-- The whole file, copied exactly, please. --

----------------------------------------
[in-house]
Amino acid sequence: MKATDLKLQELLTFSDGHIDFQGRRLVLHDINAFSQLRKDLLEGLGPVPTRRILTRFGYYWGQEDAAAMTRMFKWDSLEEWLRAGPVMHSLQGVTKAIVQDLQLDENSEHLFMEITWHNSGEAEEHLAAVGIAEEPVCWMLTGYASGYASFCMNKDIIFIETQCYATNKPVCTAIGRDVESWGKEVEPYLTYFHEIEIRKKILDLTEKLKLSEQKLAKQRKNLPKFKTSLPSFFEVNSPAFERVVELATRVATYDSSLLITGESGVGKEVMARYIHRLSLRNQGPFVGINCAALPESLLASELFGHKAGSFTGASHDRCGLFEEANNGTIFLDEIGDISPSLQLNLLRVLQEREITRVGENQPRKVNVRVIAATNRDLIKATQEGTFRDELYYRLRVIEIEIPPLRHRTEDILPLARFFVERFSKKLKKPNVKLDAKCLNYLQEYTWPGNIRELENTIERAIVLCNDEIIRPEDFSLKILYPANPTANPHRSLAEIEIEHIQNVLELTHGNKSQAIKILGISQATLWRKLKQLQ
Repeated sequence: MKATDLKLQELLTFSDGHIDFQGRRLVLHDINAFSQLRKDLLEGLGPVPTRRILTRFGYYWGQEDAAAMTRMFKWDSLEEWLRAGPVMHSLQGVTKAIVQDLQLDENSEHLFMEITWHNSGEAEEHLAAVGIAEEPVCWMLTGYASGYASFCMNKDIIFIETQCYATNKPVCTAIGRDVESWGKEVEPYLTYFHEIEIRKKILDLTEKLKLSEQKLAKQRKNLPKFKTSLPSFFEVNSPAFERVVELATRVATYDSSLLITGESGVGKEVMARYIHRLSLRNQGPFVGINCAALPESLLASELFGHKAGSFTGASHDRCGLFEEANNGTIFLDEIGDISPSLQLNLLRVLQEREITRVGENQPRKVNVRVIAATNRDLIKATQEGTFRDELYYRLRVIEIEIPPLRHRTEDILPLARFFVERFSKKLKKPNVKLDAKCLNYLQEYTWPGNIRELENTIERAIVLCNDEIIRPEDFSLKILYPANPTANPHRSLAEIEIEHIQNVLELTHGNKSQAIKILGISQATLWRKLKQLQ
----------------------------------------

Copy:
[in-house]
Amino acid sequence: MKATDLKLQELLTFSDGHIDFQGRRLVLHDINAFSQLRKDLLEGLGPVPTRRILTRFGYYWGQEDAAAMTRMFKWDSLEEWLRAGPVMHSLQGVTKAIVQDLQLDENSEHLFMEITWHNSGEAEEHLAAVGIAEEPVCWMLTGYASGYASFCMNKDIIFIETQCYATNKPVCTAIGRDVESWGKEVEPYLTYFHEIEIRKKILDLTEKLKLSEQKLAKQRKNLPKFKTSLPSFFEVNSPAFERVVELATRVATYDSSLLITGESGVGKEVMARYIHRLSLRNQGPFVGINCAALPESLLASELFGHKAGSFTGASHDRCGLFEEANNGTIFLDEIGDISPSLQLNLLRVLQEREITRVGENQPRKVNVRVIAATNRDLIKATQEGTFRDELYYRLRVIEIEIPPLRHRTEDILPLARFFVERFSKKLKKPNVKLDAKCLNYLQEYTWPGNIRELENTIERAIVLCNDEIIRPEDFSLKILYPANPTANPHRSLAEIEIEHIQNVLELTHGNKSQAIKILGISQATLWRKLKQLQ
Repeated sequence: MKATDLKLQELLTFSDGHIDFQGRRLVLHDINAFSQLRKDLLEGLGPVPTRRILTRFGYYWGQEDAAAMTRMFKWDSLEEWLRAGPVMHSLQGVTKAIVQDLQLDENSEHLFMEITWHNSGEAEEHLAAVGIAEEPVCWMLTGYASGYASFCMNKDIIFIETQCYATNKPVCTAIGRDVESWGKEVEPYLTYFHEIEIRKKILDLTEKLKLSEQKLAKQRKNLPKFKTSLPSFFEVNSPAFERVVELATRVATYDSSLLITGESGVGKEVMARYIHRLSLRNQGPFVGINCAALPESLLASELFGHKAGSFTGASHDRCGLFEEANNGTIFLDEIGDISPSLQLNLLRVLQEREITRVGENQPRKVNVRVIAATNRDLIKATQEGTFRDELYYRLRVIEIEIPPLRHRTEDILPLARFFVERFSKKLKKPNVKLDAKCLNYLQEYTWPGNIRELENTIERAIVLCNDEIIRPEDFSLKILYPANPTANPHRSLAEIEIEHIQNVLELTHGNKSQAIKILGISQATLWRKLKQLQ